required to retrieve the attribute value, and writer permission is  re-
       quired to change it.

       The  file  permission  bits of regular files and directories are inter-
       preted differently from the file permission bits of special  files  and
       symbolic  links.  For regular files and directories the file permission
       bits define access to the file's contents,  while  for  device  special
       files  they  define access to the device described by the special file.
       The file permissions of symbolic links are not used in  access  checks.
       These  differences would allow users to consume filesystem resources in
       a way not controllable by disk quotas for group or world writable  spe-
       cial files and directories.

       For  this reason, user extended attributes are allowed only for regular
       files and directories, and access to user extended  attributes  is  re-
       stricted  to  the  owner and to users with appropriate capabilities for
       directories with the sticky bit set (see the chmod(1) manual  page  for
       an explanation of the sticky bit).

   Filesystem differences
       The  kernel  and  the filesystem may place limits on the maximum number
       and size of extended attributes that can be  associated  with  a  file.
       The  VFS  imposes limitations that an attribute names is limited to 255
       bytes and an attribute value is limited to 64 kB.  The list  of  attri-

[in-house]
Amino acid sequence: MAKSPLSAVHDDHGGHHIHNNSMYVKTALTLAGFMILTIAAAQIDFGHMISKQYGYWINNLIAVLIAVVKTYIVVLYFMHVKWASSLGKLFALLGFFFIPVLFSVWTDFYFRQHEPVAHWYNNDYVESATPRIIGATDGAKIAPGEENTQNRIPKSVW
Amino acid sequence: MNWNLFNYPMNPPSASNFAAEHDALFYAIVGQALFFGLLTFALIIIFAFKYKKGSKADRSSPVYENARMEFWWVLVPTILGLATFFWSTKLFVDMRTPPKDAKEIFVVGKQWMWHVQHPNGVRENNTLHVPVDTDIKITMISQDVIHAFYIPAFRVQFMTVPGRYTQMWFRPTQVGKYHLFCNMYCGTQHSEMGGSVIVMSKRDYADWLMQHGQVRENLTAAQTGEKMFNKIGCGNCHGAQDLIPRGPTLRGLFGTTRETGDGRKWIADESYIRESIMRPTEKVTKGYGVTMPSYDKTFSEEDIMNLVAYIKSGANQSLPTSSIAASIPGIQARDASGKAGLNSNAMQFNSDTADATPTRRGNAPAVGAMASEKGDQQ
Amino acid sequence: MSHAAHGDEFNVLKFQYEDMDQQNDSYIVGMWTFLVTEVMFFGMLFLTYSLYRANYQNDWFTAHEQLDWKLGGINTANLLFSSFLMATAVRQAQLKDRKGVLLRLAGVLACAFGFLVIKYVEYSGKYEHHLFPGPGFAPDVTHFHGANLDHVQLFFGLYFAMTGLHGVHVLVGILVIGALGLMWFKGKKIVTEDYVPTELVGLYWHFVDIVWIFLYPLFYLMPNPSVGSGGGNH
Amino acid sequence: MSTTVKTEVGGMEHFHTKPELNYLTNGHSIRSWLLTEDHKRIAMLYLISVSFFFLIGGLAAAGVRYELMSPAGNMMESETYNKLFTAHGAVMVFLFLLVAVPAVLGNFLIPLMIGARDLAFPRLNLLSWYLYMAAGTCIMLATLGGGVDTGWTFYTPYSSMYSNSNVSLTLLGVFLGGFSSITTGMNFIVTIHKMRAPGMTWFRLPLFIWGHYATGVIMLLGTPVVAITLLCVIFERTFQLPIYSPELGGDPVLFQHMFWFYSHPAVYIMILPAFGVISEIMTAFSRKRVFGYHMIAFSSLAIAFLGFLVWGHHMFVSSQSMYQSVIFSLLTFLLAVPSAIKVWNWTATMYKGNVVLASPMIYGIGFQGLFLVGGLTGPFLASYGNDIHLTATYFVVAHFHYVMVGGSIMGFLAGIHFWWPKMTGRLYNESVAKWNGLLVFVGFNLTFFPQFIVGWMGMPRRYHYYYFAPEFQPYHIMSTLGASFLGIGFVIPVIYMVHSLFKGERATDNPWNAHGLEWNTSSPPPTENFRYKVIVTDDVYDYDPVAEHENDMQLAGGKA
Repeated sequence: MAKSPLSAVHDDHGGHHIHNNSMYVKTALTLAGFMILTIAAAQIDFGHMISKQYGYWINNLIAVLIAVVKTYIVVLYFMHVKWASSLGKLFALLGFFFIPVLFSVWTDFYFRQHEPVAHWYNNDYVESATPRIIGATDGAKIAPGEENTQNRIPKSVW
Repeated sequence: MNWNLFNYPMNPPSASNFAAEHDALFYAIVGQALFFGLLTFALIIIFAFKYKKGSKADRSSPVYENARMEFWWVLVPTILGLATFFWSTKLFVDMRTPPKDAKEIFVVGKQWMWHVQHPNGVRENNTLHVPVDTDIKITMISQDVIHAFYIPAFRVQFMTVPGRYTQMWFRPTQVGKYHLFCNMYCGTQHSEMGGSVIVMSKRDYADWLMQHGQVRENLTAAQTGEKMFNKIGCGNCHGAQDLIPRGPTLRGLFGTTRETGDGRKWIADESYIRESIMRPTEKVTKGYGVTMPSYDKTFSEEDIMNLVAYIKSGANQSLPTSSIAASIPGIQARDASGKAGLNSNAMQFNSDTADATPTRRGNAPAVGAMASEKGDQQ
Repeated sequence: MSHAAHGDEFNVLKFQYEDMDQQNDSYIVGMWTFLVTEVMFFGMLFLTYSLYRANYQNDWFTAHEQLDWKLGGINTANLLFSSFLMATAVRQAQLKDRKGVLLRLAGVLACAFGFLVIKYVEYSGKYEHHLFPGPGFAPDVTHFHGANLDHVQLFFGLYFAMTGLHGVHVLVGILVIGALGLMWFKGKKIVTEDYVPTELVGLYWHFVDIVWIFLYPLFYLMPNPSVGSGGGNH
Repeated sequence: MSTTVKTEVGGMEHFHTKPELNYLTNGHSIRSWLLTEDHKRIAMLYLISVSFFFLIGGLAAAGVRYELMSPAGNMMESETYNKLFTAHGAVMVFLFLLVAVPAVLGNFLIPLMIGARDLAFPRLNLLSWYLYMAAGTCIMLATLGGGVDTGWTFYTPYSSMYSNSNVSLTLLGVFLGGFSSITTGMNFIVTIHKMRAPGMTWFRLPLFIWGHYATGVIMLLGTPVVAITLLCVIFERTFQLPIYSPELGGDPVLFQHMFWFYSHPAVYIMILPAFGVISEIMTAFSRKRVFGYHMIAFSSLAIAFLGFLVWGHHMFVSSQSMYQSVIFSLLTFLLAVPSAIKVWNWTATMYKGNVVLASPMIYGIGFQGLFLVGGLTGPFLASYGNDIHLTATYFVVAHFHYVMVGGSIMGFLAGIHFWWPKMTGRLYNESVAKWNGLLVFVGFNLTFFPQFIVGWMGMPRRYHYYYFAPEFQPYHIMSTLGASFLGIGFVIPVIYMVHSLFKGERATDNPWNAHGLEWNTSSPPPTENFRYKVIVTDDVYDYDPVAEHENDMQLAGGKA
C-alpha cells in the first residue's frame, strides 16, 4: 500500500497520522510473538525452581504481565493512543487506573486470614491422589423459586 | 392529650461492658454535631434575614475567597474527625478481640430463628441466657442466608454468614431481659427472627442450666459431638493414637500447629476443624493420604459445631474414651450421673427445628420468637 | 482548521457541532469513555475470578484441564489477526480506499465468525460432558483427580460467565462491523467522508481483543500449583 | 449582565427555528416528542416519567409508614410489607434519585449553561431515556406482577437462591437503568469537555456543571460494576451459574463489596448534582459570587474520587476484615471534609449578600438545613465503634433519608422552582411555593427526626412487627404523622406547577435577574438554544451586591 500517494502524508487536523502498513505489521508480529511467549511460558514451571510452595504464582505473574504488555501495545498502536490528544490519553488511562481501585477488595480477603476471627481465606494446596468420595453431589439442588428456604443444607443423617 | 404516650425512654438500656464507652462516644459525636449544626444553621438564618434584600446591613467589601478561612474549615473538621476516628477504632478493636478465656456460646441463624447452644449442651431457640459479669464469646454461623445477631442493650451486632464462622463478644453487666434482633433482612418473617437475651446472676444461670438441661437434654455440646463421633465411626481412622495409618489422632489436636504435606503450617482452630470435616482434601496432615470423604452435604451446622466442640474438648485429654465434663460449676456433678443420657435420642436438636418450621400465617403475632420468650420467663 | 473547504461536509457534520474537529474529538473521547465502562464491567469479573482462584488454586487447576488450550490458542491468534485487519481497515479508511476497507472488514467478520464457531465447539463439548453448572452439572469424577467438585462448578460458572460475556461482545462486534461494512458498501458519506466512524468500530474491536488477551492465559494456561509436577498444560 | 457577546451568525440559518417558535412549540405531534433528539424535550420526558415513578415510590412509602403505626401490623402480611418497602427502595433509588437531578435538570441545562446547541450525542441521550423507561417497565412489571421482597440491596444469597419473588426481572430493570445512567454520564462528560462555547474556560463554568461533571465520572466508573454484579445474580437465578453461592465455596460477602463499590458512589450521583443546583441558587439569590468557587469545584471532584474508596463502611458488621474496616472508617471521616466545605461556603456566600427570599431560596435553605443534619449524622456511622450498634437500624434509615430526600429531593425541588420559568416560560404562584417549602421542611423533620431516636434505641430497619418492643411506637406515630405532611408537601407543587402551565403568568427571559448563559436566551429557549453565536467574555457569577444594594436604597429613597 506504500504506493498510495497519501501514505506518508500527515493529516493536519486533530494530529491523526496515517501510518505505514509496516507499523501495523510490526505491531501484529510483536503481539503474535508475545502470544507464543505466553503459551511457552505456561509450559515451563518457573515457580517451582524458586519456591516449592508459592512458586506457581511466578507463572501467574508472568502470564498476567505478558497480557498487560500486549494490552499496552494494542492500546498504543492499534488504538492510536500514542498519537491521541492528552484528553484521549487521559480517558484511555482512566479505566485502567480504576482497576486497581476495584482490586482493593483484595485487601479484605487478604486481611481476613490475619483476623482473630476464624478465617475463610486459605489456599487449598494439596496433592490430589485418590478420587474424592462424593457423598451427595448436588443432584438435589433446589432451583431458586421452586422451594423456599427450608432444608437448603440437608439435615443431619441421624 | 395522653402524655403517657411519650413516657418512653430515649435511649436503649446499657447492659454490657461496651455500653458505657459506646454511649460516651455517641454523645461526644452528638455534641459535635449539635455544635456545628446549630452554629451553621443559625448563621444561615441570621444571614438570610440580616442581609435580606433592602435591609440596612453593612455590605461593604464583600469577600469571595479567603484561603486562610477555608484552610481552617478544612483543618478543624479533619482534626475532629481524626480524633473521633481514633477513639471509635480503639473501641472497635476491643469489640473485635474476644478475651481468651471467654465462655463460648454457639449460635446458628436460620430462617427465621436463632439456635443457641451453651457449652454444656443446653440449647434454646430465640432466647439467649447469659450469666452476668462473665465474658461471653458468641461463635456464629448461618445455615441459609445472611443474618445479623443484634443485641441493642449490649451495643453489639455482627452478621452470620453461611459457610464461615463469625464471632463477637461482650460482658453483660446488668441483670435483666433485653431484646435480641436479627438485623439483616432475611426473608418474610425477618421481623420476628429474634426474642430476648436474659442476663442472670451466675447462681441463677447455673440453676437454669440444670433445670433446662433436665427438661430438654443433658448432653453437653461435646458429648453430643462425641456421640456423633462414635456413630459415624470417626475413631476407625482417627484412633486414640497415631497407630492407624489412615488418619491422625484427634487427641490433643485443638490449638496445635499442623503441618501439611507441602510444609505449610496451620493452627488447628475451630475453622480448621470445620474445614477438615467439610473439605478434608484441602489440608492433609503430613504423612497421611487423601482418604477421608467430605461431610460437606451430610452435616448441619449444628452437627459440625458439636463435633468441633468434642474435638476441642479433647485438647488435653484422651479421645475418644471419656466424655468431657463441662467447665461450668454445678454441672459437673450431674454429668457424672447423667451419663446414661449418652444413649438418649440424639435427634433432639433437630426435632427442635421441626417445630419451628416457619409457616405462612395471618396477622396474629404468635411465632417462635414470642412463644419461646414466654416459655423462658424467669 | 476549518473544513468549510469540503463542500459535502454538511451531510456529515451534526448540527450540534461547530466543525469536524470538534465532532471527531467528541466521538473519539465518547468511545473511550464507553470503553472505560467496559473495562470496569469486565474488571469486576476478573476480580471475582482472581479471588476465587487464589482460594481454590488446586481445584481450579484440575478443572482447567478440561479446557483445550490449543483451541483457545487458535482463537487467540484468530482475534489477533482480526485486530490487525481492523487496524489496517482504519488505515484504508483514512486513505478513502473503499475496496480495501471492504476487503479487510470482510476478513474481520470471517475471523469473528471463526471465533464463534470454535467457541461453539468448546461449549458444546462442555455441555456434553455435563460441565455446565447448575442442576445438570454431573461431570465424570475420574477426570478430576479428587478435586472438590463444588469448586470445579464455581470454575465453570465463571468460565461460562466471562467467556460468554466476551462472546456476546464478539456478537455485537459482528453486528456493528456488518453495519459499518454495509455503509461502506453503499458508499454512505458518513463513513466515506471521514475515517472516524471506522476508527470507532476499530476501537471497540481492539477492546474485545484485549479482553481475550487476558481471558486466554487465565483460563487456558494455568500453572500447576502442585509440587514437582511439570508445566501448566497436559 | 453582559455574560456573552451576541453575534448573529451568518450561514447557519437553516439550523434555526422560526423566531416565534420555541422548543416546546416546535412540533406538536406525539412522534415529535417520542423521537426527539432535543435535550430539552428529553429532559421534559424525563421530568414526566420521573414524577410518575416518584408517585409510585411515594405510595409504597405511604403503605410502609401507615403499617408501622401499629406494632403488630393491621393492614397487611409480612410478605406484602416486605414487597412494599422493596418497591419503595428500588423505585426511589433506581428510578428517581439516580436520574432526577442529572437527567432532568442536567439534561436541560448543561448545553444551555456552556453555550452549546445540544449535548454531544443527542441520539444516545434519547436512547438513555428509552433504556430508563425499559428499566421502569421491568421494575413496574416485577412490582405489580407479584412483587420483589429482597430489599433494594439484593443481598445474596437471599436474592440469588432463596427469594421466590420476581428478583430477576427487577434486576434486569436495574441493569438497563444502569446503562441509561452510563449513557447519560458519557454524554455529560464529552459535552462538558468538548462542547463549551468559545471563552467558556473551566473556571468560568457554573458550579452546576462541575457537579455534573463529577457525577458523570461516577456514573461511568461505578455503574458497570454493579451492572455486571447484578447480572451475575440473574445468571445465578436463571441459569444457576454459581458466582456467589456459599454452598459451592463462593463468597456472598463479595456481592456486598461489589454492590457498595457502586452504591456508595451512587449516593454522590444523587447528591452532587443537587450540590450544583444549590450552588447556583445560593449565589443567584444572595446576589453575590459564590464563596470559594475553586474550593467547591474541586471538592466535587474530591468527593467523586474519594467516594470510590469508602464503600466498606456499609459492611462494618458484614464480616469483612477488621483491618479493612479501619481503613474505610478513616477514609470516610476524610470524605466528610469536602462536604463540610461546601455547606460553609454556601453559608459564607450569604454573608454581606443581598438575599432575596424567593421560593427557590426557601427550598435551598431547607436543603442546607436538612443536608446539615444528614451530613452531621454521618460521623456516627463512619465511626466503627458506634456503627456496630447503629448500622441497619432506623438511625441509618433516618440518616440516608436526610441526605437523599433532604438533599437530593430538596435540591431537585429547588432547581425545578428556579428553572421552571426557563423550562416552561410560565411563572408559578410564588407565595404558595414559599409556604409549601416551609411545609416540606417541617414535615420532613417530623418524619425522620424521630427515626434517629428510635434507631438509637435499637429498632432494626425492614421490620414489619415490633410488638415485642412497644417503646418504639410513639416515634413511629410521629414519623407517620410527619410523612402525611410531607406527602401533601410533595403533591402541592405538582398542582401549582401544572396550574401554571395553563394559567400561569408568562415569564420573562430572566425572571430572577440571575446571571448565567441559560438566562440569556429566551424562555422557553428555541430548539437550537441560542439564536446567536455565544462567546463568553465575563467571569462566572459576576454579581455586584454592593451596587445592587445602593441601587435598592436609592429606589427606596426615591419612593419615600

bute  names  that can be returned is also limited to 64 kB (see BUGS in

       Some filesystems, such as Reiserfs (and, historically, ext2 and  ext3),
       require  the  filesystem to be mounted with the user_xattr mount option
       in order for user extended attributes to be used.

       In the current ext2, ext3, and ext4 filesystem implementations, the to-
       tal  bytes used by the names and values of all of a file's extended at-
       tributes must fit in a single filesystem  block  (1024,  2048  or  4096
       bytes,  depending  on  the block size specified when the filesystem was

       In the Btrfs, XFS, and Reiserfs filesystem implementations, there is no
       practical  limit on the number of extended attributes associated with a
       file, and the algorithms used to store extended  attribute  information
       on disk are scalable.

       In  the JFS, XFS, and Reiserfs filesystem implementations, the limit on
       bytes used in an EA value is the ceiling imposed by the VFS.

       In the Btrfs filesystem implementation, the total bytes  used  for  the
       name,  value,  and  implementation  overhead  bytes  is  limited to the
       filesystem nodesize value (16 kB by default).

       Extended attributes are not specified in POSIX.1, but some  other  sys-
       tems (e.g., the BSDs and Solaris) provide a similar feature.

       Since  the  filesystems  on  which extended attributes are stored might
       also be used on architectures with a different byte order  and  machine
       word  size, care should be taken to store attribute values in an archi-
       tecture-independent format.

       This page was formerly named attr(5).

       getfattr(1), setfattr(1), getxattr(2),  ioctl_iflags(2),  listxattr(2),
       removexattr(2), setxattr(2), acl(5), capabilities(7) selinux(8)

       This  page  is  part of release 5.05 of the Linux man-pages project.  A
       description of the project, information about reporting bugs,  and  the
       latest     version     of     this    page,    can    be    found    at

Linux                             2019-08-02                          XATTR(7)